Birth weight is important. Studies show that babies with higher than average birth weights are at an increased risk for obesity, heart disease, and even cancer. Lower than average birth rate, on the other hand, is no better and is recognized as one of the leading causes of neonatal mortality. Considering these risks, it’s important to determine exactly what the “average” birth weight is, and according to a recent Canadian study, it differs by ethnicity.

Doctors in Canada have noticed that although about one-third of births were from non-white immigrant mothers, the scale to weigh these newborns was still based on sizes of babies born from mothers with a Western European background. Due to this, many babies born to immigrant mothers, especially those from South and East Asia, may have been incorrectly labeled too small or too large for their gestational age, according to a recent press release.

Mislabeling a child as either under or overweight at birth can come with a number of health and financial consequences. For example, this may trigger unnecessary medical intervention, such as heightened monitoring and follow-up care. According to Dr. Marcelo Urquia, lead researcher of the study, failing to classify an at-risk baby is equally dangerous and can prevent some infants from receiving nessesary care. More importantly, the doctors noticed, that these weight discrepancies were largely based on race.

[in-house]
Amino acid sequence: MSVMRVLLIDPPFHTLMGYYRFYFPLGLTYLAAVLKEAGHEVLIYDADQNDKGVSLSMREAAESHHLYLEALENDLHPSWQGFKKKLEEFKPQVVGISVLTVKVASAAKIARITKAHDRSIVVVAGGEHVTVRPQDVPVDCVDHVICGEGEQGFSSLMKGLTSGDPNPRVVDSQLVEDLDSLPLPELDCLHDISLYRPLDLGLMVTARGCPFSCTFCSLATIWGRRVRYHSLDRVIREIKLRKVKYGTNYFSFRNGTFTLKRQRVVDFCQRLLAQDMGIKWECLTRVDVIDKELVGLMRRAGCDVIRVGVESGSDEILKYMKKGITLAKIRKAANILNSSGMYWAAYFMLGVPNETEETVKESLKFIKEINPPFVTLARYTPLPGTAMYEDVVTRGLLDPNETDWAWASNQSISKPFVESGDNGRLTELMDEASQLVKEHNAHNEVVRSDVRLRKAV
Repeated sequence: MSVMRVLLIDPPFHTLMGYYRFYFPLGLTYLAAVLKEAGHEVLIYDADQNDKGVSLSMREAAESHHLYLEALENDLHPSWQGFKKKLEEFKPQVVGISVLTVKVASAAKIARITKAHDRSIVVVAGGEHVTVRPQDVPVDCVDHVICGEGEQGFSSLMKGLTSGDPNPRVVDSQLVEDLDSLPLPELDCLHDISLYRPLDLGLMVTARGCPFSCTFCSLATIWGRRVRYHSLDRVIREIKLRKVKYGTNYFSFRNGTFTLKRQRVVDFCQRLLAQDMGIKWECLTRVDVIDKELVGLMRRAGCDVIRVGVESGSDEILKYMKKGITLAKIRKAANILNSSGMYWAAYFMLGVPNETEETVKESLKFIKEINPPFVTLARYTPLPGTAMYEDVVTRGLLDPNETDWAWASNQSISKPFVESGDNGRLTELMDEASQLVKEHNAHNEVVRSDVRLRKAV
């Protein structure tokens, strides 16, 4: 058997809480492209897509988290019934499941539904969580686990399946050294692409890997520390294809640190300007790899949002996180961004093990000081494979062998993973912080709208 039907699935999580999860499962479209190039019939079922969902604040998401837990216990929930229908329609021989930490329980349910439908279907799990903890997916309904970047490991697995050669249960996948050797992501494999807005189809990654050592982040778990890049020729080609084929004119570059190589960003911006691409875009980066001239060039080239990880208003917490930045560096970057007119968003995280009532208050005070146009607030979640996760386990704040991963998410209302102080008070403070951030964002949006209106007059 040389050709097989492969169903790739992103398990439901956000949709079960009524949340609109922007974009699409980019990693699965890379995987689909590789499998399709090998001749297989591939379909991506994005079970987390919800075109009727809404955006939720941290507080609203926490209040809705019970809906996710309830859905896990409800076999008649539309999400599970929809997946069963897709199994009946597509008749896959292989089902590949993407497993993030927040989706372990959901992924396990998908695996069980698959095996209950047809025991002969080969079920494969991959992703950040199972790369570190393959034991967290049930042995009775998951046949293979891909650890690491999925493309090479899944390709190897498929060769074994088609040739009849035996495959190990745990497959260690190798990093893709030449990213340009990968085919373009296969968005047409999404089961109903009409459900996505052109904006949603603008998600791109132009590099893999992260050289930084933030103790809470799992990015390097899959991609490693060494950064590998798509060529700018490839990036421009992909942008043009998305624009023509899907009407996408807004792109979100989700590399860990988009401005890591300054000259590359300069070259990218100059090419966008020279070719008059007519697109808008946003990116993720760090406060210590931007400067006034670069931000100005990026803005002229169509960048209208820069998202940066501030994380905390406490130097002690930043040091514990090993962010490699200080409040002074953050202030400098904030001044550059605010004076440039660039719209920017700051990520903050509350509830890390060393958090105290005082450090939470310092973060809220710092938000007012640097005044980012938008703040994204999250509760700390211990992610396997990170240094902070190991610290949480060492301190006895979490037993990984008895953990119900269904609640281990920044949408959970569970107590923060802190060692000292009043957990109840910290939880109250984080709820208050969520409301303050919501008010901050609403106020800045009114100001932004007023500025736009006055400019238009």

“World region-specific curves seem more appropriate than a single Canadian curve for assessing the impact of small [size] for gestational age and large for gestational age on adverse neonatal and obstetrical outcomes among some immigrant groups,” Urquia said in the press release.

Urquia and his team looked at 1,089,647 single births in Ontario between 2002 and 2012. Of these births, about one-third were of babies born to immigrant mothers, over half of which were of East and South Asian origin. In doing this, the team was able to develop a series of birth weight curves for specific regions of the world.

Results showed that newborns of immigrant mothers who were classified as small based on the Western European scaled chart were less likely to have lengthy hospital stays and/or die than newborns who were classified as small on the new adapted chart. This suggests that past classification methods had not been as accurate in their prediction of health risks.

One of the most notable opponents of the universal birth weight standards is the Swedish scholar Gösta Rooth. In 1980, he published his study, Low Birth Rate Revised, where he notably questioned the standard cutoff for low birth weight, arguing it does not account for variation in mean birth weights across countries. For example, an entry published in Princeton University’s Future of Children journal also found mothers of African origins tended to give birth to children of lower weights when compared to mothers of other ethnicities.

In the end, the researchers found that around five percent of babies born to immigrant mothers were deemed large for gestational age when using both curves, and 4.3 percent were classified as large when using only the world-region specific curve.

"Estimating the number of newborns conceivably spared unnecessary prolonged stay in hospital, special care, or referral for specialized pediatric or nutritional interventions, and the cost savings therein, is a worthwhile step in evaluating the impact of adopting world region-specific curves among certain immigrant populations," Urquia said.

Source: Urquia M, et al. Canadian Medical Association Journal. 2014.